Fraunhofer Institut für Integrierte Publikations-und Informationssysteme IPSI
Now showing 1 - 10 of 47
PublicationEfficient entity resolution for large heterogeneous information spaces( 2011)
;Papadakis, G. ;Loannou, E. ;Niederée, C.Fankhauser, P.We have recently witnessed an enormous growth in the volume of structured and semi-structured data sets available on the Web. An important prerequisite for using and combining such data sets is the detection and merge of information that describes the same real-world entities, a task known as Entity Resolution. To make this quadratic task efficient, blocking techniques are typically employed. However, the high dynamics, loose schema binding, and heterogeneity of (semi-)structured data, impose new challenges to entity resolution. Existing blocking approaches become inapplicable because they rely on the homogeneity of the considered data and a-priory known schemata. In this paper, we introduce a novel approach for entity resolution, scaling it up for large, noisy, and heterogeneous information spaces. It combines an attribute-agnostic mechanism for building blocks with intelligent block processing techniques that boost blocks with high expected utility, propagate knowledg e about identified matches, and preempt the resolution process when it gets too expensive. Our extensive evaluation on real-world, large, heterogeneous data sets verifies that the suggested approach is both effective and efficient. Copyright 2011 ACM.
PublicationDivQ: Diversification for keyword search over structured databases( 2010)
;Demidova, E. ;Fankhauser, P. ;Zhou, X.Nejdl, W.Keyword queries over structured databases are notoriously ambiguous. No single interpretation of a keyword query can satisfy all users, and multiple interpretations may yield overlapping results. This paper proposes a scheme to balance the relevance and novelty of keyword search results over structured databases. Firstly, we present a probabilistic model which effectively ranks the possible interpretations of a keyword query over structured data. Then, we introduce a scheme to diversify the search results by re-ranking query interpretations, taking into account redundancy of query results. Finally, we propose -nDCG-W and WS-recall, an adaptation of -nDCG and S-recall metrics, taking into account graded relevance of subtopics. Our evaluation on two real-world datasets demonstrates that search results obtained using the proposed diversification algorithms better characterize possible answers available in the database than the results of the initial relevance ranking.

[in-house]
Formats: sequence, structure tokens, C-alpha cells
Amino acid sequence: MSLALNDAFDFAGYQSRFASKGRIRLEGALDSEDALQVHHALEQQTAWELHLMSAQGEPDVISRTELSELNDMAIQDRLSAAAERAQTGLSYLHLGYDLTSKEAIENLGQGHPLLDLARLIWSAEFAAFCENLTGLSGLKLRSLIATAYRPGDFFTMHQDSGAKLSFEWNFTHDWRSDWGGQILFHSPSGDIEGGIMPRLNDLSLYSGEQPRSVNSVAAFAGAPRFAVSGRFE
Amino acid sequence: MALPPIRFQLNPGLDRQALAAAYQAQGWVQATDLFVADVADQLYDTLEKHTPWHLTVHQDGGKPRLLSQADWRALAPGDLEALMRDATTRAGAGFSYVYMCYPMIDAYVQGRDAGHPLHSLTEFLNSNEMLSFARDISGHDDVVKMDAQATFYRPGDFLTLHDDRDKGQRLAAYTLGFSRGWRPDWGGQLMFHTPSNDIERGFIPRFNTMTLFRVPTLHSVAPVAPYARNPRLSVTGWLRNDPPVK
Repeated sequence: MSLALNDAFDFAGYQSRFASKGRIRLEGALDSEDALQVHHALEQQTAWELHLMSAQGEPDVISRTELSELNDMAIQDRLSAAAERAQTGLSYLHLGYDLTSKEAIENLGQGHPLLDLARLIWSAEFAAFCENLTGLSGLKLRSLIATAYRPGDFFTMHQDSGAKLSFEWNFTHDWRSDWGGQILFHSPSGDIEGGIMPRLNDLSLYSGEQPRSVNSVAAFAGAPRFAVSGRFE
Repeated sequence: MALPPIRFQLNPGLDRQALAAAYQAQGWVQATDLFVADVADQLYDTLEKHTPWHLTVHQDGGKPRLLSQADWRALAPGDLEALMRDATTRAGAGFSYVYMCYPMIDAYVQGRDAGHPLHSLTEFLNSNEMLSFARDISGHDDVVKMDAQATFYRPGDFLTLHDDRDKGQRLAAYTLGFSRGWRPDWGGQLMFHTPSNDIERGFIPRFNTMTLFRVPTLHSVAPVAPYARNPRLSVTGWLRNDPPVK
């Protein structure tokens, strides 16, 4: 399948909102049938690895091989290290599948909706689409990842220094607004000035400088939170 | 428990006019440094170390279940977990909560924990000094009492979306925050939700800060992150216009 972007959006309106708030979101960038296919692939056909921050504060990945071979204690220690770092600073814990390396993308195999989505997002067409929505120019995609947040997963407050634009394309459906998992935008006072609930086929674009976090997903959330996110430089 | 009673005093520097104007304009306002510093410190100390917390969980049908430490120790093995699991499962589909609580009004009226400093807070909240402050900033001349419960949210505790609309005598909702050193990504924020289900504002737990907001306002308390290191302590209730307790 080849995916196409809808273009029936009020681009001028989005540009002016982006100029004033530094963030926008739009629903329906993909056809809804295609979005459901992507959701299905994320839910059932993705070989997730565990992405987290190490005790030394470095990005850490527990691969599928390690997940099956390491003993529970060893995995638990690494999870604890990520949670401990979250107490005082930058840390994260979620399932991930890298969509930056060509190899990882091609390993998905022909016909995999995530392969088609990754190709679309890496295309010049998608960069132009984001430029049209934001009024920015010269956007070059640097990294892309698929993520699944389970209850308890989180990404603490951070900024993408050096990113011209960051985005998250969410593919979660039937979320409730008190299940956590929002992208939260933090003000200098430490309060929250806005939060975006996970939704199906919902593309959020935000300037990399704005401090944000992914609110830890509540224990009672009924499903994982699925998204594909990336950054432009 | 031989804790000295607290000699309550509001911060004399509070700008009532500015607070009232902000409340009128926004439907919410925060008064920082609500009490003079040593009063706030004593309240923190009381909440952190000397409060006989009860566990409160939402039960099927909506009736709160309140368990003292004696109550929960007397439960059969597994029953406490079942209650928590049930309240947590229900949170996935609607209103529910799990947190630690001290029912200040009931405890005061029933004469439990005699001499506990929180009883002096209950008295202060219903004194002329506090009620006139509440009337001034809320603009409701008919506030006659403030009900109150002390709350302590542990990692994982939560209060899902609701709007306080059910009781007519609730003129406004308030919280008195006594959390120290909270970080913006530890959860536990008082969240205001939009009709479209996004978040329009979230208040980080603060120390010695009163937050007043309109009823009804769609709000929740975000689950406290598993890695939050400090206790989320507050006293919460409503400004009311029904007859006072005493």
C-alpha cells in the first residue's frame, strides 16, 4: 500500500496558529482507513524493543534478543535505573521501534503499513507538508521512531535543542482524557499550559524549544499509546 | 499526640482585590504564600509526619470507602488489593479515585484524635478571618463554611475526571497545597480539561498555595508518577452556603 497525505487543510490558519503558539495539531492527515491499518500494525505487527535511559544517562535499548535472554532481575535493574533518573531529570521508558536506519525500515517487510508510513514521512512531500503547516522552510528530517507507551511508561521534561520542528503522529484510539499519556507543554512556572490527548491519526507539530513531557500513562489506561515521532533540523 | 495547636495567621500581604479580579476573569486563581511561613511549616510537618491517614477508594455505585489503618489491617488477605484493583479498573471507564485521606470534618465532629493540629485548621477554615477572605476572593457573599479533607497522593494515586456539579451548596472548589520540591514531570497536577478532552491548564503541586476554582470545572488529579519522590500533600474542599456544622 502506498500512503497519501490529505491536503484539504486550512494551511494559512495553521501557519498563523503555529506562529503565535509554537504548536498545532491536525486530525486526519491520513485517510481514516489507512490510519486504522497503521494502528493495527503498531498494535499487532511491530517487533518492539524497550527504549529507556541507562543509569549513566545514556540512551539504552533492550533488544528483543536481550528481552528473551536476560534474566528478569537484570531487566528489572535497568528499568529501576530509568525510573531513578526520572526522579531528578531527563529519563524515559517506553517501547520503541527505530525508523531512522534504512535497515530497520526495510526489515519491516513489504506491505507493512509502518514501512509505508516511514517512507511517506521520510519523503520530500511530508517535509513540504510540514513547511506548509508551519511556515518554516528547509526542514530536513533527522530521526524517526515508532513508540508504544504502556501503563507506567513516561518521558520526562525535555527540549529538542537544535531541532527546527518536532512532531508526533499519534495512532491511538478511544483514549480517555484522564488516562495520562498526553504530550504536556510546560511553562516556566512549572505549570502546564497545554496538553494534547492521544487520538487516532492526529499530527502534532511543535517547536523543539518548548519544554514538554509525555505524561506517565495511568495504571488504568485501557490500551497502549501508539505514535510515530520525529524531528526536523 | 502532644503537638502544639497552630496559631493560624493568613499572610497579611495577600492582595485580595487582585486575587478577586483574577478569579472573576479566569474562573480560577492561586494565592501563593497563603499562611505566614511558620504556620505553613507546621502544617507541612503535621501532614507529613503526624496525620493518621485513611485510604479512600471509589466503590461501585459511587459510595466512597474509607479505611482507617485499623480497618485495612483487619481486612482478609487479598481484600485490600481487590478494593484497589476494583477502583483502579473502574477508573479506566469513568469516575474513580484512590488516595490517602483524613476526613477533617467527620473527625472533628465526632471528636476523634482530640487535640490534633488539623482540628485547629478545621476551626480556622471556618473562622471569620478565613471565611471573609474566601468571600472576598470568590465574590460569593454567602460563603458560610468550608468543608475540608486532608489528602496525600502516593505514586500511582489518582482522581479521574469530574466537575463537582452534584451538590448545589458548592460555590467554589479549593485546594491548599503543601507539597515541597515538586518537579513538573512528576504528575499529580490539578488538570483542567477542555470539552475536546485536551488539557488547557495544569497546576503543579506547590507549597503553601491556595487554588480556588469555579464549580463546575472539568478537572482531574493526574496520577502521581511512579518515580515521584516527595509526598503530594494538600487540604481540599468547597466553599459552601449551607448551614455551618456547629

PublicationThe missing links: Discovering hidden same-as links among a billion of triples( 2010)
;Papadakis, G. ;Demartini, G. ;Fankhauser, P.Kärger, P.The Semantic Web is constantly gaining momentum, as more and more Web sites and content providers adopt its principles. At the core of these principles lies the Linked Data movement, which demands that data on the Web shall be annotated and linked among different sources, instead of being isolated in data silos. In order to materialize this vision of a web of semantics, existing resource identifiers should be reused and shared between different Web sites. This is not always the case with the current state of the Semantic Web, since multiple identifiers are, more often than not, redundantly introduced for the same resources. In this paper we introduce a novel approach to automatically detect redundant identifiers solely by matching the URIs of information resources. The approach, based on a common pattern among Semantic Web URIs, provides a simple and practical method for duplicate detection. We apply this method on a large snapshot of the current Semantic Web comprising 1.15 billion statements and estimate the number of hidden duplicates in it. The outcomes of our experiments confirm the effectiveness as well as the efficiency of our method, and suggest that URI matching can be used as a scalable filter for discovering implicit same-as links.
PublicationLanguage models & topic models for personalizing tag recommendation( 2010)